Discussion

It is reported that the content of AMA is up to 1%, far higher than other plants (Olszewska and Michel 2009), so in this paper, the aim of above research is to clarify the binding mechanism of AMA with BSA, we will provide valuable information about interaction of AMA as a plant-based food additives with BSA as an important carrier protein, this is of great significance for the follow-up study of AMA and BSA (Li et al. 2016), and we also provide useful information for understanding the Pharmacological effects at molecular level (Zhang et al. 2012).

A series of multispectral technology and molecular docking studies, including interaction was used to analyze AMA and BSA. Fluorescence quenching showed that AMA can quench the fluorescence intensity of BSA through static mechanism making it possible to study the interaction of AMA with this protein using Stern–Volmer equation.

The results obtained from FTIR to CD showed that the α-helix content of BSA did not change significantly in the absence and presence of the four monomer, and the content of β-sheet was increased and the curvature and random curl content were decreased. The interaction of the four substance with BSA resulted the changes of BSA in the conformation and secondary structure. According to the Förster’s non-radiative energy transfer theory, the binding distance r between AMA and BSA was calculated, the result represents a static quenching, and the binding reaction is spontaneous and is largely mediated by hydrophobic forces.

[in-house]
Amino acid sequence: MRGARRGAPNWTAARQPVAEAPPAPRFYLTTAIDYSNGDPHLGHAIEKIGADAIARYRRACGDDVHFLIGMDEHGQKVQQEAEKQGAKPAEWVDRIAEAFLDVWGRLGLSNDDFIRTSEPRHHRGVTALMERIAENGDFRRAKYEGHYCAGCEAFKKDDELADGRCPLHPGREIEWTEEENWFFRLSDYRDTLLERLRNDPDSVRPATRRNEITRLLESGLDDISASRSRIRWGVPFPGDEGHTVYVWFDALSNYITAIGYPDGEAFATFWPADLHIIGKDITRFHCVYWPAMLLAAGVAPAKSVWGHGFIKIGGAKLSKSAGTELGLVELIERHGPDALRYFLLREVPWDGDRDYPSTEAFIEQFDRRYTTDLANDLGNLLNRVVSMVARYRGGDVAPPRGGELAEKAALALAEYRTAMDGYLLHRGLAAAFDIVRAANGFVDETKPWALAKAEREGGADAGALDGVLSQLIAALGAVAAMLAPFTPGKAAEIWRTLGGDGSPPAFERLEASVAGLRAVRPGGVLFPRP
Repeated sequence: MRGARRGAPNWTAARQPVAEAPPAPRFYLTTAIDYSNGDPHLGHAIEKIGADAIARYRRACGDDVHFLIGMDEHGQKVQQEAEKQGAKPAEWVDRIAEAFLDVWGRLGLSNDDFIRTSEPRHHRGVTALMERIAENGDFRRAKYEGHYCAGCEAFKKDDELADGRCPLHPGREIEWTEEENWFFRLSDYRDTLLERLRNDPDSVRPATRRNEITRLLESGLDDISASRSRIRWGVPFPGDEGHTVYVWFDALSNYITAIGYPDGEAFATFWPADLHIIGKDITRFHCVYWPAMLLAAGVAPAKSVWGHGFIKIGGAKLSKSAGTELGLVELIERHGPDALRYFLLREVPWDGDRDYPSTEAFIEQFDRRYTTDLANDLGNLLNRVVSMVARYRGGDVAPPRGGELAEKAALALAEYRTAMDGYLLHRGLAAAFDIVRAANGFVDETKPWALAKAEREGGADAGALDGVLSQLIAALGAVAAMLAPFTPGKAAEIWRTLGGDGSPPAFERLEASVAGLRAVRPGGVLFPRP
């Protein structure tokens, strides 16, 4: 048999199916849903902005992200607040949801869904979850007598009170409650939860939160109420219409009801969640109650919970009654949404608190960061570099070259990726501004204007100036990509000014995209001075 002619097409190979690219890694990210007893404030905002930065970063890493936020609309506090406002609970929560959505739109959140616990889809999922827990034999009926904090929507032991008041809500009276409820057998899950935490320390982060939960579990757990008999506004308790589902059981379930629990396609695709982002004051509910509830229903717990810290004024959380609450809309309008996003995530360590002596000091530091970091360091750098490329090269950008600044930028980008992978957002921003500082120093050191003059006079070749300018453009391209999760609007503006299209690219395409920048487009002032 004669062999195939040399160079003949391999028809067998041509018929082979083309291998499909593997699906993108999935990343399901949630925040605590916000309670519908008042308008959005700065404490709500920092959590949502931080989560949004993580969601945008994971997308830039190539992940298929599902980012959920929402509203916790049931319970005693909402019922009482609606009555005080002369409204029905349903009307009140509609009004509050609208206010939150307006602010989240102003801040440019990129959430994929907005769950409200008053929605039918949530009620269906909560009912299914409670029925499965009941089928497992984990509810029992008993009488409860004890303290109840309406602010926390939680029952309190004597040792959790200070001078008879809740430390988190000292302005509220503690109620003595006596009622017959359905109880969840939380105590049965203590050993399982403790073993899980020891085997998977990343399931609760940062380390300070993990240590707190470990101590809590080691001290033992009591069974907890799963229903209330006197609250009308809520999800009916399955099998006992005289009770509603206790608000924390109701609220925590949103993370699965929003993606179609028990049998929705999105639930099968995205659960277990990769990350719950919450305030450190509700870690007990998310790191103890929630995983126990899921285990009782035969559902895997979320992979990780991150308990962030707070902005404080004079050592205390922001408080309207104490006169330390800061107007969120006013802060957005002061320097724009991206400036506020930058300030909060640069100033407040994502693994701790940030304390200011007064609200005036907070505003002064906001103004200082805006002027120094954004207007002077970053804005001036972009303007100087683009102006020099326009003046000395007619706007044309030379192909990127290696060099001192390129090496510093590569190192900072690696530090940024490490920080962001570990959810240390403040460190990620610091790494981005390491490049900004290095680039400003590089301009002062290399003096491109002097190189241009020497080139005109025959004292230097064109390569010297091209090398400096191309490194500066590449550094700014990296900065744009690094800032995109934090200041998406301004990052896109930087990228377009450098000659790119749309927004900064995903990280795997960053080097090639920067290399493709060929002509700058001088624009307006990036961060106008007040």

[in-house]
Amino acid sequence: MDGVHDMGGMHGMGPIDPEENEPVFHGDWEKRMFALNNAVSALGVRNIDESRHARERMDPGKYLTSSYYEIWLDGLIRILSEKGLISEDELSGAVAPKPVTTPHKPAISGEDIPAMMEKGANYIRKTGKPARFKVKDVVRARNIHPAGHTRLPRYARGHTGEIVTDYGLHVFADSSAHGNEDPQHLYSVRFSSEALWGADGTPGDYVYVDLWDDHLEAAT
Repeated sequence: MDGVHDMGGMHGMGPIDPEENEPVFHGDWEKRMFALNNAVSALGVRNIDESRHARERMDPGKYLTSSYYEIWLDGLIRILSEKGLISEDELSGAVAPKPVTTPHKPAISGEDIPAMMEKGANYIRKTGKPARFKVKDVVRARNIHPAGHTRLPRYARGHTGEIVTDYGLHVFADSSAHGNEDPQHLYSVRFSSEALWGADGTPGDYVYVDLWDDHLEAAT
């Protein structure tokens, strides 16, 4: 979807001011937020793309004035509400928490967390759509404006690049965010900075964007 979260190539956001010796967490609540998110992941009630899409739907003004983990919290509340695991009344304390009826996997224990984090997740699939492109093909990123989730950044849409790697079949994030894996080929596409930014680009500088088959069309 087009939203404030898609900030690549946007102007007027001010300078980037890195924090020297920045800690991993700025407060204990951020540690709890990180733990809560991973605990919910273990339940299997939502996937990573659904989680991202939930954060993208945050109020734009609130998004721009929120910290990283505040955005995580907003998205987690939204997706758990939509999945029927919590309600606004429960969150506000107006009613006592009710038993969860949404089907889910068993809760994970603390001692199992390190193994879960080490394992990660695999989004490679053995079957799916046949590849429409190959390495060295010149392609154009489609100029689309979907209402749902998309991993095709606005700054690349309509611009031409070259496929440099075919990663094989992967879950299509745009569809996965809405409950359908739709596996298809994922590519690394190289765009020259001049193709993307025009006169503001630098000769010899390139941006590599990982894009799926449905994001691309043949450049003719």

Molecular docking is a key tool in structural molecular biology. The goal of ligand–protein docking is to predict the predominant binding mode(s) of a ligand with a protein of known three-dimensional structure (Morris and Lim-Wilby 2008). The obtained molecular docking results indicated that AMA can interact with BSA, without breaking the secondary structure of BSA. Conformational studies of BSA indicate that Trp212 is involved in the interfacial formation of subdomains IIA and IIIA and that the two hydrophobic cavities are the major regions where small molecule compounds bind to proteins through molecular modeling, several anthocyanins share the same binding site. In view of above this, it is of great significance to study the combination of AMA/BSA through the multi-spectral and molecular docking described.

Abbreviations

MD: 

molecular dynamic simulations

AMA: 

anthocyanins in Aronia melanocarpa

BSA: 

bovine serum albumin

CD: 

circular dichroism spectroscopy

FTIR: 

Fourier transform infrared spectroscopy

Declarations

Authors’ contributions

WJ and WQY conceived and designed the study. XDX performed the experiments and wrote the manuscript. YJ and ZX reviewed and edited the manuscript. All authors read and approved the manuscript.

Acknowledgements

This research was supported by the National Natural Science Foundation of China (Grant No. 31701656).

Competing interests

The authors declare that they have no competing interests.

Availability of data and materials

Not applicable.

Consent for publication

Not applicable.

Ethics approval and consent to participate

Not applicable.

Funding

Not applicable.

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Authors’ Affiliations

(1)
School of Life Science of Liaoning University, Shenyang, China